In the course of updating our book manuscript on living kidney donation, we were hoping to see lots of progress in job protections and financial assistance–such as paid leave laws and tax deductions/credits–for living donors. Well, the good news is that there has been some progress. More states are offering paid leave and tax benefits for donors’ unreimbursed costs for travel, lodging, lost wages, and so on. The bad news? You guessed it—not nearly enough.
First the good news:
Job protections. Living donation is now eligible for unpaid leave and other protections under the Family and Medical Leave Act–so your job or equivalent has to be waiting for your on your return. Federal employees and most states grant such protections in the form of leave (paid or unpaid).
Paid leave: All federal employees receive at least 30 days paid leave for organ donation; most states offer paid leave of various lengths to their state employees. A few states (let’s give them a shout-out: California, Hawaii, Louisiana, and Minnesota) require private employers to provide paid leave for living donors. A few more (Arkansas, District of Columbia, and West Virginia) offer incentives to encourage private employers to do so.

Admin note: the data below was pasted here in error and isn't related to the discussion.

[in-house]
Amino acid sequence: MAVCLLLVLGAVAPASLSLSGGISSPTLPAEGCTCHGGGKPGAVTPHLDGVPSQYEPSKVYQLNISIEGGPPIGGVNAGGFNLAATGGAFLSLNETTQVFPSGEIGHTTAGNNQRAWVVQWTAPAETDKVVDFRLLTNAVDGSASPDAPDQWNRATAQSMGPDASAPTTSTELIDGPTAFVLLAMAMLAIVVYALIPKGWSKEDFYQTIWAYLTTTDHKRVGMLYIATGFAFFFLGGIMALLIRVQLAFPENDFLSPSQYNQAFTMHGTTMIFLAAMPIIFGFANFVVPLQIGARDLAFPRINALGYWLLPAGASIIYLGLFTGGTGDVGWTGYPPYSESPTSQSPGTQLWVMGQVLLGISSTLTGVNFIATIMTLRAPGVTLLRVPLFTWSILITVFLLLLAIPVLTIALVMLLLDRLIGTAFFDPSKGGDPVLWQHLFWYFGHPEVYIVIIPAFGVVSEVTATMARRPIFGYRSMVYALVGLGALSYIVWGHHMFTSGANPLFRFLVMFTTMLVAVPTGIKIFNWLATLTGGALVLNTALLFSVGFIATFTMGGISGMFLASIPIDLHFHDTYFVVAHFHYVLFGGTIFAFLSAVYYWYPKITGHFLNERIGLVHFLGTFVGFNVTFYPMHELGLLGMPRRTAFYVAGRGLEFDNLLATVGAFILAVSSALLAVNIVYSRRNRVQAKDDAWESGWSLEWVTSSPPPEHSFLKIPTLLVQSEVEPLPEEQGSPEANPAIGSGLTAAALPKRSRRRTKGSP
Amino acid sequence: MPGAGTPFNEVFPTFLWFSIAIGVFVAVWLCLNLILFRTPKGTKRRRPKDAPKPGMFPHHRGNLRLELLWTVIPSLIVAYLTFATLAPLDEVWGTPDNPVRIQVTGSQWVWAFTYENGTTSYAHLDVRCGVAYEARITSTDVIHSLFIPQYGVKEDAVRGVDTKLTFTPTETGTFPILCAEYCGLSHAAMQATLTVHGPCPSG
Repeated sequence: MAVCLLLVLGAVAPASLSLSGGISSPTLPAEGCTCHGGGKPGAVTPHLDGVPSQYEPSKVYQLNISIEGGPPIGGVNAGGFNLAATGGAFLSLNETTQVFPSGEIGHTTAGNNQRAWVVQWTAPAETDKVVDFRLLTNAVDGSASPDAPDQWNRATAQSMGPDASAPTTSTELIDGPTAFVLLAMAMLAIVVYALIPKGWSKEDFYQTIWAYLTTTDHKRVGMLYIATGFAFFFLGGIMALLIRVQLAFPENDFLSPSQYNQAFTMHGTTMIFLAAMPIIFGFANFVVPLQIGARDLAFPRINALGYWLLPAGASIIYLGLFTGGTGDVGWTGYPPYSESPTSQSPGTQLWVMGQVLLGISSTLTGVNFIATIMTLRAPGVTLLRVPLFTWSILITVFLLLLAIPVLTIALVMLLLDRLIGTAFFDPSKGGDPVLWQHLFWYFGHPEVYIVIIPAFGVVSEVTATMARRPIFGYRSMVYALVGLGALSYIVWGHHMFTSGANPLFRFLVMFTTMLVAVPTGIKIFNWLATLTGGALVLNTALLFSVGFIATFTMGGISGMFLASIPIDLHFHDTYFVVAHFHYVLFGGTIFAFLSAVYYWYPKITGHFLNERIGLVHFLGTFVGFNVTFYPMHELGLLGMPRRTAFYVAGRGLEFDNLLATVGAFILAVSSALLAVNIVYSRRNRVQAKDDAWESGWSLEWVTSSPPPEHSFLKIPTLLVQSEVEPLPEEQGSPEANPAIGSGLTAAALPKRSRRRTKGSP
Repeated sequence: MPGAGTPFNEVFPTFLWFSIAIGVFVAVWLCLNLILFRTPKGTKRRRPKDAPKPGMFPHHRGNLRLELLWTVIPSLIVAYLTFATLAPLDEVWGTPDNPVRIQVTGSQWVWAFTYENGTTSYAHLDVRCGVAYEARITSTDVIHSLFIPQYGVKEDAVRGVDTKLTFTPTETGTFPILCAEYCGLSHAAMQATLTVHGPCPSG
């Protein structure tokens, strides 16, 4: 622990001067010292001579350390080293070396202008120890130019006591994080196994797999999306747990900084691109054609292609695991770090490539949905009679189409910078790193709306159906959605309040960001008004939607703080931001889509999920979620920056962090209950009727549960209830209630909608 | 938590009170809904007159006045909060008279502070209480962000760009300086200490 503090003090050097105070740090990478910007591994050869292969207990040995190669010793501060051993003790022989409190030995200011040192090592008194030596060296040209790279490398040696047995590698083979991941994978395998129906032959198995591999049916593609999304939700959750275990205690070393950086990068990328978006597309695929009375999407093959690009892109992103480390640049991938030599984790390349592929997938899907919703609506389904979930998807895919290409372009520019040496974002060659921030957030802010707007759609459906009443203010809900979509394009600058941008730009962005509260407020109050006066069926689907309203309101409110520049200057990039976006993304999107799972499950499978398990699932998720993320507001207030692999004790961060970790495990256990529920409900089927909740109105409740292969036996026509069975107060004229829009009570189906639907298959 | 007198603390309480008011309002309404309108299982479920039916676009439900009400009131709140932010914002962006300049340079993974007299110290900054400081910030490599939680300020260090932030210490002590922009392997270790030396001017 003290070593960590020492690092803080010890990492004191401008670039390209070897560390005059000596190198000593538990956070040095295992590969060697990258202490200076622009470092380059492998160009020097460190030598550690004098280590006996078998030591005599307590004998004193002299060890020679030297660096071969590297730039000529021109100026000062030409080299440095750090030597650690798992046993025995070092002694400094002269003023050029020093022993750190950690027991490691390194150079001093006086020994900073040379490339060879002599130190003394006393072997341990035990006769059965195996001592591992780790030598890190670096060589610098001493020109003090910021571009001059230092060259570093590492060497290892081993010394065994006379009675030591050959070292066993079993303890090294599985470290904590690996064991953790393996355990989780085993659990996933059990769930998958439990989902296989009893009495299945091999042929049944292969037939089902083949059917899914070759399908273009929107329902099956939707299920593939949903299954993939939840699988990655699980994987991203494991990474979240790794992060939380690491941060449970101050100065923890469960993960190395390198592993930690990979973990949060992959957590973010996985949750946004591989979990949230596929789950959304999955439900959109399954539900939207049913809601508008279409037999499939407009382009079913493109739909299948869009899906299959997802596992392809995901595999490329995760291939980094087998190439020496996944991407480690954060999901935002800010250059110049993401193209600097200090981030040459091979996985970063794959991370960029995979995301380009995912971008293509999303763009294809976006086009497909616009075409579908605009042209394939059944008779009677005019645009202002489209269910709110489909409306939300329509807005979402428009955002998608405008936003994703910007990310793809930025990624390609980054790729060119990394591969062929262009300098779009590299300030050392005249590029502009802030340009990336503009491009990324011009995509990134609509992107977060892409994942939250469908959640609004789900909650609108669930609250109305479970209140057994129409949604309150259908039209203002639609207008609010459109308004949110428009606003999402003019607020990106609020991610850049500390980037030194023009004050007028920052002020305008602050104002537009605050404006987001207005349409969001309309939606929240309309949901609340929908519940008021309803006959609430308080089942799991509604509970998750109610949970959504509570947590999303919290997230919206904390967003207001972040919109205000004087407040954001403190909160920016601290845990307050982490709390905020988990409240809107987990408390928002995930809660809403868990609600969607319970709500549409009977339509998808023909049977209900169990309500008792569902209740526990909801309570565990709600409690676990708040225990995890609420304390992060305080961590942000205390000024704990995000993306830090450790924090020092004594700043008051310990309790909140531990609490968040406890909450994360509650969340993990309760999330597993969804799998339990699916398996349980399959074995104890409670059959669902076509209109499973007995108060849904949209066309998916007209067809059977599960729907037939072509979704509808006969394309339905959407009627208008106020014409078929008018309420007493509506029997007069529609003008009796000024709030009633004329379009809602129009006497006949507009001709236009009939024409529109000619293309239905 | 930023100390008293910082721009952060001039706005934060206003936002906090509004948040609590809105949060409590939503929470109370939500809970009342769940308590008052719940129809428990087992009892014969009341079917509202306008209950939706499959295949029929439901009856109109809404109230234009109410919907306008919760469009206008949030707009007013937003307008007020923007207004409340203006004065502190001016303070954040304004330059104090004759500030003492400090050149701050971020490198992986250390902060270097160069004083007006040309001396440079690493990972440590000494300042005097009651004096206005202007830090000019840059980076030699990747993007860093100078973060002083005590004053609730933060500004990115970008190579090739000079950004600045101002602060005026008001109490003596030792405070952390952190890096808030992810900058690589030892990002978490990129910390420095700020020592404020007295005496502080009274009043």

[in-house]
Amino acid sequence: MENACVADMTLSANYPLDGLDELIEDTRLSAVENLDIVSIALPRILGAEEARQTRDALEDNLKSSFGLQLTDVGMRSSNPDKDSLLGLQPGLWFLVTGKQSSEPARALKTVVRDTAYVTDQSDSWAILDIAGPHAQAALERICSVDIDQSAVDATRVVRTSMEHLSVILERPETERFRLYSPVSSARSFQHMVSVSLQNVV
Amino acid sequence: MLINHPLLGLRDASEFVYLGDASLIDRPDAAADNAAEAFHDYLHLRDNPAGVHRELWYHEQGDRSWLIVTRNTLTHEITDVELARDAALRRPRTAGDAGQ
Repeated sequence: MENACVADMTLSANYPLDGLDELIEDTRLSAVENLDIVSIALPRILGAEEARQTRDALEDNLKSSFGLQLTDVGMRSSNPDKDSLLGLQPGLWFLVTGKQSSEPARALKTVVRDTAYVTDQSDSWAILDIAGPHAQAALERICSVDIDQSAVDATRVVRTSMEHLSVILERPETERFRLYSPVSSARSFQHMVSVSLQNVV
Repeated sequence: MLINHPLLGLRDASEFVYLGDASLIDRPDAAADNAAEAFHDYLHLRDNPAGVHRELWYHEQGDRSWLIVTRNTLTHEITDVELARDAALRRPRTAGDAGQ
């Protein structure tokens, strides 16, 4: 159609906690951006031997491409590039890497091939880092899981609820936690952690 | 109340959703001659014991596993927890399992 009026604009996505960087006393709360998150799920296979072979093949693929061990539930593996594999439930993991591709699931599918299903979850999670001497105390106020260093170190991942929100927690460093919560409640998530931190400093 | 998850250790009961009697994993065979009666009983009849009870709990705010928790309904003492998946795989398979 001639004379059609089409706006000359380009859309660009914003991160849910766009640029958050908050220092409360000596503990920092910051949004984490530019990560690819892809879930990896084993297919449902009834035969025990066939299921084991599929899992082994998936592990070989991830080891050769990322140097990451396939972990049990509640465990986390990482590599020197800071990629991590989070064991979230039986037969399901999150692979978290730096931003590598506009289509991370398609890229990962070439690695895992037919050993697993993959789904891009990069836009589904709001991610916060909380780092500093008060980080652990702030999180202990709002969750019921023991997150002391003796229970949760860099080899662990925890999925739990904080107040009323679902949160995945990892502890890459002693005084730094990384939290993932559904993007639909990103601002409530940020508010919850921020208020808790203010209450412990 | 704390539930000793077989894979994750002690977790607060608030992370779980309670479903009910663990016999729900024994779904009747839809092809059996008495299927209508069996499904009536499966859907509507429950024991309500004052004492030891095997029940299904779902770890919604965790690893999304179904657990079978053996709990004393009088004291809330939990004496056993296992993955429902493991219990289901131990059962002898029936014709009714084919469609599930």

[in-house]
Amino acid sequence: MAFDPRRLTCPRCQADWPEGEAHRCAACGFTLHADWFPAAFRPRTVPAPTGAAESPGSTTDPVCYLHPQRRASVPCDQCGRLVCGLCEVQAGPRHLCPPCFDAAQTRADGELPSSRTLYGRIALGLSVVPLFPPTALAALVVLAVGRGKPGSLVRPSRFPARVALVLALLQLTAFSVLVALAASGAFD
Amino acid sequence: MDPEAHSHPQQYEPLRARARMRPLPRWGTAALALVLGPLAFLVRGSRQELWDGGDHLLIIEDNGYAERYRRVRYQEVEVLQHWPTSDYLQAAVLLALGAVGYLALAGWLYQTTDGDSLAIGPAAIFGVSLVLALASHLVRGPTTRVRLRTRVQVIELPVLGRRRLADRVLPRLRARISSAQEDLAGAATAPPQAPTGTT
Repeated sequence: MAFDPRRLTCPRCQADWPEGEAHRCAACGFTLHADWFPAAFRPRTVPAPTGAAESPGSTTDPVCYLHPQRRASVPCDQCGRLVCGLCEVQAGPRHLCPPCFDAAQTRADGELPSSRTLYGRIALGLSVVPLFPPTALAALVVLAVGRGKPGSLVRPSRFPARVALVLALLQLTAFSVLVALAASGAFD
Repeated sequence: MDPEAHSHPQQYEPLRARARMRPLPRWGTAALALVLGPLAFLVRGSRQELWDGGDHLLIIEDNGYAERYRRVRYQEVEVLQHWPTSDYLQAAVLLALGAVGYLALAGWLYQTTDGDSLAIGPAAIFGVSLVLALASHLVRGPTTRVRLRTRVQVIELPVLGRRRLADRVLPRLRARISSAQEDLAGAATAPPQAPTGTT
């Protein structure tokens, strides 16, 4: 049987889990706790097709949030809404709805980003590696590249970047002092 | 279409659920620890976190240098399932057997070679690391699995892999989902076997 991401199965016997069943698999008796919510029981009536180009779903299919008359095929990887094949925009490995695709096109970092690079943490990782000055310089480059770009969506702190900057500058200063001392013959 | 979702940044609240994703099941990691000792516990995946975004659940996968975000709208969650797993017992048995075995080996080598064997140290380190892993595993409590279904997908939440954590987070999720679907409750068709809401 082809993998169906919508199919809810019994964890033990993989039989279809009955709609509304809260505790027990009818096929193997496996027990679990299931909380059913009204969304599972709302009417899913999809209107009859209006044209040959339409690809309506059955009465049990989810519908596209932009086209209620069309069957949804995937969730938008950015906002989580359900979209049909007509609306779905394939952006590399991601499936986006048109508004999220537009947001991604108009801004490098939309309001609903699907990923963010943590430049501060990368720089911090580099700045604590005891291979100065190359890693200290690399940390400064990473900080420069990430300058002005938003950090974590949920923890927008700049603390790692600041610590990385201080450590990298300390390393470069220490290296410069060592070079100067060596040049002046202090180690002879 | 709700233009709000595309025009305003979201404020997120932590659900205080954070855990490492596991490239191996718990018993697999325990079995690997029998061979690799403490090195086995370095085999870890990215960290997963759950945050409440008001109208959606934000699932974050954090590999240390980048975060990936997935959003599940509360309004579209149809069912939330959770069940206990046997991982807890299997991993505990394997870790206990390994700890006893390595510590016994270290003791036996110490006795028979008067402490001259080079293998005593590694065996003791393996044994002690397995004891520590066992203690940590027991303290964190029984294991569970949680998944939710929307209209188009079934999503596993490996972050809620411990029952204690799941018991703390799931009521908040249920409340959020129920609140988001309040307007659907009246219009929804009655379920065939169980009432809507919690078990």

Tax credits: Four states provide tax credits (that is, dollar for dollar) for unreimbursed expenses by living donors (shout-out: Idaho, Louisiana, Maryland, and Utah).
Tax deductions: About half of the states offer significant tax deductions.
The bad news: What about all the others? Why aren’t all states offering paid leave to their employees and providing incentives to private employers to offer paid leave? It’s the right thing to do and actually saves money compared with the costs of kidney patients’ staying on dialysis. Why aren’t the rest of the states with a tax code at least offering tax deductions? And why aren’t those with tax deductions offering tax credits instead?
If you’re considering donating, find out what the law is in your state before you talk to your employer. Be sure to get all relevant details, because there are frequently requirements about how many hours a week you work or how many people a company employs in order to qualify. In any case, call or email your state representatives and tell them to do the right thing. Don’t let them merely pay lip service to supporting living donation–living donors deserve every state’s concrete support.
Contact me for a state-by-state list of donor leave laws and tax regulations compiled by the National Kidney Foundation.